As with every culture, Thailand has several positive principles that can be adopted by everyone for day-to-day living. Here are ten Thai values that anyone can incorporate into his or her life.
Thai society places great emphasis on the role of the family, with the extended family taking on more significance than in many Western nations. Large families typically live close together, helping with raising children, finances, and everyday chores. It’s not uncommon for grandparents, for example, to take care of children while parents go to work. The communal living ensures that all members of a family are taken care of and there are strong bonds that promote a sense of fulfillment. Nobody lives in isolation and there are always plenty of people to help out.
In a world that is becoming more and more consumer driven, Thai society goes back to basics, considering basic needs and making sure that everyone has everything they need to survive. There are several projects around the country, particularly in rural areas, aimed at helping people to live a more sustainable lifestyle. The late Thai King introduced the Philosophy of Sustainable Economy to enhance the quality of life for Thai people.
Showing extreme emotions in public is frowned upon in Thailand. As a result, Thai people are known for their self-control and seemingly calm nature. Thais rarely show anger in public and are generally non confrontational. You are more likely to hear a Thai person saying jai yen yen (“cool your heart”) and discussing problems calmly than yelling, cursing, and acting aggressively.
Thai people are famous around the world for their smiles; indeed, the country is known as the Land of Smiles! While a smile doesn’t always indicate happiness, Thais know that putting a brave face on and presenting a welcoming face is more beneficial than a sullen scowl and surly approach.
Mai bpen rai is a phrase that Thai people use a lot. It translates to “no worries” and is used in many situations. Connected with maintaining self-control, Thai people know that getting worked up about something probably won’t change matters, so why waste energy and distress yourself unnecessarily?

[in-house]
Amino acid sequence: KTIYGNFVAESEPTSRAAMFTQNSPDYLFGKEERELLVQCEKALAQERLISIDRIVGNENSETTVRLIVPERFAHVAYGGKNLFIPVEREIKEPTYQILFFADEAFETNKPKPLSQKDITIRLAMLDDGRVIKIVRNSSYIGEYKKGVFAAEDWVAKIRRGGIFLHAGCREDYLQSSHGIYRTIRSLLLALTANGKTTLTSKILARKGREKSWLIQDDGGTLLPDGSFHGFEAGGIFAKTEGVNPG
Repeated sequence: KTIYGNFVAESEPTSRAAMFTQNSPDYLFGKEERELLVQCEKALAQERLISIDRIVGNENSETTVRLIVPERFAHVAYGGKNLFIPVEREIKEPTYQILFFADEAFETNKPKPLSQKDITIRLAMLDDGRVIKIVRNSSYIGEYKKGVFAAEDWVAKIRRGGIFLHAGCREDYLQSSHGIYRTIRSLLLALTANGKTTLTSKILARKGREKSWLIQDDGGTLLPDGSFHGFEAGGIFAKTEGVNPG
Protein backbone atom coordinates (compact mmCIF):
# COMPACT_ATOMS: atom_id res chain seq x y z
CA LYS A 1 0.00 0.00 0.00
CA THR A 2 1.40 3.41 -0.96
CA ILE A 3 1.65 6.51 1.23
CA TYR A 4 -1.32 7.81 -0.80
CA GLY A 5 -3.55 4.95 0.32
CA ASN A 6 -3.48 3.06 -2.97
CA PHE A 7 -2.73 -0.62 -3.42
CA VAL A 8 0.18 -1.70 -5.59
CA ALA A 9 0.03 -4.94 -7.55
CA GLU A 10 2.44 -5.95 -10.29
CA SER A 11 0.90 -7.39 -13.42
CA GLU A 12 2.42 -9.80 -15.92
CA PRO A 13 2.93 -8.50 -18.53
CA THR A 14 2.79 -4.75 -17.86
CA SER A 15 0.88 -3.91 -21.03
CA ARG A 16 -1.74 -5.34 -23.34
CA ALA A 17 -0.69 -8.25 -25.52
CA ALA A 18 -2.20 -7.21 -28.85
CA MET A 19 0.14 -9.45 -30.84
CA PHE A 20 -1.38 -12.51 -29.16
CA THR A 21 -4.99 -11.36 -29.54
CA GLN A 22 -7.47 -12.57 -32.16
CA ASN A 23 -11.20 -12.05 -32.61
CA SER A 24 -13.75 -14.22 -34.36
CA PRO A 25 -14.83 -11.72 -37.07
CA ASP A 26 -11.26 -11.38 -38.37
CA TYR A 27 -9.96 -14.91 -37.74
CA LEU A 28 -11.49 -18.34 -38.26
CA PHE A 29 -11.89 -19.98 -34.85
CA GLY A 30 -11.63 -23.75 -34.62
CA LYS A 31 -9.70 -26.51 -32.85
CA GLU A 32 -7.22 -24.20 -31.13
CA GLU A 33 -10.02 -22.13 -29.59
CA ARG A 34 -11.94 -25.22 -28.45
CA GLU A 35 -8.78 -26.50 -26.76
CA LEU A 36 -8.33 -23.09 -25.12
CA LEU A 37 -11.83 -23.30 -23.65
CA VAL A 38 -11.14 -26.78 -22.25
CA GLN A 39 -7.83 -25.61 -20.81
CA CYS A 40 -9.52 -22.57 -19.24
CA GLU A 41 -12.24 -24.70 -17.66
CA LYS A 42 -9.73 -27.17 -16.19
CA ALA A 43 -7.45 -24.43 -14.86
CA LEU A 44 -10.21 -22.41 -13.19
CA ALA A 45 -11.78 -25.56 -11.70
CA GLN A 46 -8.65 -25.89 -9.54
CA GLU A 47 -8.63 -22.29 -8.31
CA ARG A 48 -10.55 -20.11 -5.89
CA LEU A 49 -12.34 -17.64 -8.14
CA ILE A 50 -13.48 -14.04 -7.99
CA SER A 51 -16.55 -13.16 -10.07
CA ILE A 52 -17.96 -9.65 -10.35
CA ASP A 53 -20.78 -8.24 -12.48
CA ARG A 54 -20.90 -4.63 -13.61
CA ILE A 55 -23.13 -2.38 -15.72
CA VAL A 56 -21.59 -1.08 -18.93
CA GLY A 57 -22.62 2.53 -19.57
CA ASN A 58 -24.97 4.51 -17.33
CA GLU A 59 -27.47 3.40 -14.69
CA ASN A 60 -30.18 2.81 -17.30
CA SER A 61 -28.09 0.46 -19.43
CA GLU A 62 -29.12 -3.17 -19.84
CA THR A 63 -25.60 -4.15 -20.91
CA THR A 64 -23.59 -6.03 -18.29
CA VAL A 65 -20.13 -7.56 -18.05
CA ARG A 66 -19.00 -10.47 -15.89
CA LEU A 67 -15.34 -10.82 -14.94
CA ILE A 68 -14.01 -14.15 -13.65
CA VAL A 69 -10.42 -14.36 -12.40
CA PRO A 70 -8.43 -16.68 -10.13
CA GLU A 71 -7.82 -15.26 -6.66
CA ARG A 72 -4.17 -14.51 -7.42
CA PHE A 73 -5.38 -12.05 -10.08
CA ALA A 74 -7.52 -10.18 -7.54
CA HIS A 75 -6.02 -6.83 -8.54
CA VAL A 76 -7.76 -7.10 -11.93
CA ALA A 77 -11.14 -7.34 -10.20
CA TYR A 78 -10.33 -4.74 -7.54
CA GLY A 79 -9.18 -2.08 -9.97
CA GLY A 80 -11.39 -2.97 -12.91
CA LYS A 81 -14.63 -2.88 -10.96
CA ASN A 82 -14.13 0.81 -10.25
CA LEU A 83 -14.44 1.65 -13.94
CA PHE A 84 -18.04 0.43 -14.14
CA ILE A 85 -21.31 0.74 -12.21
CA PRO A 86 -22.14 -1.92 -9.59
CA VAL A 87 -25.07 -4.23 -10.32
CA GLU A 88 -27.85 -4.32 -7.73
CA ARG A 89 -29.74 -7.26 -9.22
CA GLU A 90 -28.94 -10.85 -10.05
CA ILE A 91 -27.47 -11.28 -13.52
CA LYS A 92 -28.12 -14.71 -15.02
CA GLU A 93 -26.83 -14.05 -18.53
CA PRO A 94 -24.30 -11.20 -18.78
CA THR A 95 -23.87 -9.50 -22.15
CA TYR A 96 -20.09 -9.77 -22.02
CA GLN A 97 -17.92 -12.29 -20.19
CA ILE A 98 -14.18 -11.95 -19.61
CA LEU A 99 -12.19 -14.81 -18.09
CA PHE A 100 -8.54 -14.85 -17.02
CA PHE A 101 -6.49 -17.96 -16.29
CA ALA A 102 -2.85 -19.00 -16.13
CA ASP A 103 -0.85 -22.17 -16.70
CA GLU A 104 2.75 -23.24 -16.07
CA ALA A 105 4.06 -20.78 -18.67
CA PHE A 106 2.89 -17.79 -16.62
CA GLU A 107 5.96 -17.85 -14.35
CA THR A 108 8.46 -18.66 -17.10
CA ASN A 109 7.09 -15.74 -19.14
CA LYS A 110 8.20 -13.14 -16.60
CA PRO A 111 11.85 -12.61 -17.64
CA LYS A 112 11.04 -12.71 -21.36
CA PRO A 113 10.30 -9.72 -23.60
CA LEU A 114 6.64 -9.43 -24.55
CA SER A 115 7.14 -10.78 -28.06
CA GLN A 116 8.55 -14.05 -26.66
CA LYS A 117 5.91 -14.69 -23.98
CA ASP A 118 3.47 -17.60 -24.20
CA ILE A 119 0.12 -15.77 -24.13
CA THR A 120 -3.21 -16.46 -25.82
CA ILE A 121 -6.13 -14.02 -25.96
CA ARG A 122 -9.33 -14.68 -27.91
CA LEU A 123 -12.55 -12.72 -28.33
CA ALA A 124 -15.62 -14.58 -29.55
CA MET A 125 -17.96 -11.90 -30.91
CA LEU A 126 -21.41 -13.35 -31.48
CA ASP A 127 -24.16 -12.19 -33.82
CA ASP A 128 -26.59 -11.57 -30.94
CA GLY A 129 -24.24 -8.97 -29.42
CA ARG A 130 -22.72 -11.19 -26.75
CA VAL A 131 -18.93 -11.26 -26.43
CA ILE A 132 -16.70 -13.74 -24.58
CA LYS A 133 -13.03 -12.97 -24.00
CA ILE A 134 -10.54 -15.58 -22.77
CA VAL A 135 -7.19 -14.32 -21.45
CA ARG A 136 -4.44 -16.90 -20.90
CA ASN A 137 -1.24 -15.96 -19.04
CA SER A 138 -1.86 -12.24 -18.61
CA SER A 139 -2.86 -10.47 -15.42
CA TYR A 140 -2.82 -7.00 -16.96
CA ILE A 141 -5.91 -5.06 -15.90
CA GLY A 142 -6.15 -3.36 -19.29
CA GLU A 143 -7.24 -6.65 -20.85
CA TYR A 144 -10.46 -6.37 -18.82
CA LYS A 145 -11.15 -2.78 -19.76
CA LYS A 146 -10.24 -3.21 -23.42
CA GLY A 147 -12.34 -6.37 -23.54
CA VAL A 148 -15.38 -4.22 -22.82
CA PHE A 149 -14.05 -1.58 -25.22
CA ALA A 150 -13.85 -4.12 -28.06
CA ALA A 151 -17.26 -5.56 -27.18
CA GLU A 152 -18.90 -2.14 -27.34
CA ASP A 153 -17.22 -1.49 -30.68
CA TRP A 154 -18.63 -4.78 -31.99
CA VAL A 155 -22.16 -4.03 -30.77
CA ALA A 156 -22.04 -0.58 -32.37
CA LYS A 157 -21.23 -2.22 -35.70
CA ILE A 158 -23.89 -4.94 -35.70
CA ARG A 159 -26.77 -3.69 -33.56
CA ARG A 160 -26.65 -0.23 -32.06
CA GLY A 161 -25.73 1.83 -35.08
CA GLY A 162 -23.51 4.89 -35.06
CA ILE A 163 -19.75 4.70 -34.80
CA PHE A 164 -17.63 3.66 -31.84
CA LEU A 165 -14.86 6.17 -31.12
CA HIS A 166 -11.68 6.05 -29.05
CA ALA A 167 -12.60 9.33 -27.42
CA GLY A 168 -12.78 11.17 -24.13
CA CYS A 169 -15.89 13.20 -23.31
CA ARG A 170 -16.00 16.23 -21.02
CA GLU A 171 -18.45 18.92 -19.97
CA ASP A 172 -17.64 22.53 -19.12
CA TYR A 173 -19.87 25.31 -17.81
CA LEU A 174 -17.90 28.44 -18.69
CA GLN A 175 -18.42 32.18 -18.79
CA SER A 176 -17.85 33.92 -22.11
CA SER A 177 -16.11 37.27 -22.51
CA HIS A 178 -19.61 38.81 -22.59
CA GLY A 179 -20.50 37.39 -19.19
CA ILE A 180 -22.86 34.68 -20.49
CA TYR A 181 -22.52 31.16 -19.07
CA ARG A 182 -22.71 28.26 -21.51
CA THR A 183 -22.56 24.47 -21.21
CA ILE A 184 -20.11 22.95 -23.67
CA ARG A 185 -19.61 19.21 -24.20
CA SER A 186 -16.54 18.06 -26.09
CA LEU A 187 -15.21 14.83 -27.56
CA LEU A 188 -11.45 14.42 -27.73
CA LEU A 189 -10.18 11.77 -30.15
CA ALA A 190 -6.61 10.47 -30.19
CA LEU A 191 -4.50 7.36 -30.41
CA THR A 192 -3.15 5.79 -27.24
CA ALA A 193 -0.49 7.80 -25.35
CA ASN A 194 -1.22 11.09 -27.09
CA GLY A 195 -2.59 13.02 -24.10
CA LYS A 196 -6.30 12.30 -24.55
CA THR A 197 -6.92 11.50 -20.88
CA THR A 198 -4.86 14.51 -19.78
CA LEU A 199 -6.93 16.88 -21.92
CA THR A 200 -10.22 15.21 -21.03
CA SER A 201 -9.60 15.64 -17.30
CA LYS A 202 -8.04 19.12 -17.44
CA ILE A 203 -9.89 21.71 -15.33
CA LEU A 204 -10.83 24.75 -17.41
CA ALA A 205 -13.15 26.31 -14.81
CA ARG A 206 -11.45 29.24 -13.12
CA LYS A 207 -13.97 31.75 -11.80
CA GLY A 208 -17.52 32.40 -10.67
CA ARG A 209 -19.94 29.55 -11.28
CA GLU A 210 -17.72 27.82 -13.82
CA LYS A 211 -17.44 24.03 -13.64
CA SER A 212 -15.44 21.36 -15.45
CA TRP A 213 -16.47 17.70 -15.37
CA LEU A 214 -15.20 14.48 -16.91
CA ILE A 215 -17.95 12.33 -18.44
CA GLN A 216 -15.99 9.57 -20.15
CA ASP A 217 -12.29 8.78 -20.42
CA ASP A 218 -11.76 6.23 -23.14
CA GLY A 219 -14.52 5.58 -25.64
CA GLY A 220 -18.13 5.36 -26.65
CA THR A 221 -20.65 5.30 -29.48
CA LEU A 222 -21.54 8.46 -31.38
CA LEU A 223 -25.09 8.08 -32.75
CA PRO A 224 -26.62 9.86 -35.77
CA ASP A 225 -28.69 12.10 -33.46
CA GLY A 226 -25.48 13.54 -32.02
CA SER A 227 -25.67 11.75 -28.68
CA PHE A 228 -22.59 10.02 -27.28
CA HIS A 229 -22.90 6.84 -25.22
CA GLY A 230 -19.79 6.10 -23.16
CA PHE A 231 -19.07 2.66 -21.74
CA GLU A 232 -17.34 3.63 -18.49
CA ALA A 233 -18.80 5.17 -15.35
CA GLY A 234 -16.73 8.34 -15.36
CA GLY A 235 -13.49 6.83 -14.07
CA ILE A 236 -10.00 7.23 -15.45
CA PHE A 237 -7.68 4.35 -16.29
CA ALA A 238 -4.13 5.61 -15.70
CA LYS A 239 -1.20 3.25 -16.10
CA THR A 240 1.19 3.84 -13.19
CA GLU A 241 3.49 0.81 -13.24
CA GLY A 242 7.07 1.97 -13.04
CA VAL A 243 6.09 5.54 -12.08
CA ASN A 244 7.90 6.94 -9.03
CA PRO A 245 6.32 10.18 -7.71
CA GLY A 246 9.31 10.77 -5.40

Thais like to laugh and enjoy life, and there’s an overriding sense of sanook (“fun” ) in many elements of life. This may give the impression that Thais don’t care too much about anything, but that is certainly not the case; they know not to sweat the small stuff and to enjoy life’s small pleasures at any opportunity they can. From fun and games in the classroom, to karaoke nights after work, having a little fun each day is an important part of Thai life.
Respect plays a big part in daily interactions in Thailand. Thai people show respect in many ways, from using the wai and ducking when passing between two people, to language and standards of dress. Respect for the self is as important as respect for others. When everyone shows respect for each other, it creates a society that is, at least outwardly, more tolerant, understanding, civil, and peaceful. Gratitude is also important, with people generally giving the utmost respect to parents, teachers, law enforcement officials, and medical workers.
Thai people are known for being especially welcoming, friendly, and hospitable. Showing kindness and generosity is often connected with gaining merit and more positive karma. Stopping to pick up hitchhikers, waking up early to give alms to monks, and going out of their way to assist tourists with language barriers or transportation advice are just a few ways that you may observe generosity in Thailand. Of course, as with any country, that’s not to say that Thailand is without its scams and people looking to cash in on tourists, but in general, Thai society is a lot more hospitable than many places around the world.
Thais are very proud of their country, history, heritage, and culture, and great efforts are undertaken to protect and preserve cultural elements and teach people about the country’s past. Rather than trying to become a generic country that could be anywhere in the world, Thais invest heavily in conserving their traditional arts, dress, music, architecture, and so on.
With the head seen as the body’s spiritual high point and the feet seen as low and dirty, it’s no wonder that Thais take off their shoes before entering homes, places of worship, and some stores and restaurants. Whatever your spiritual beliefs, removing your shoes before going indoors can only be a good thing; after all, who wants the dirt and dust from outside traipsing through their home?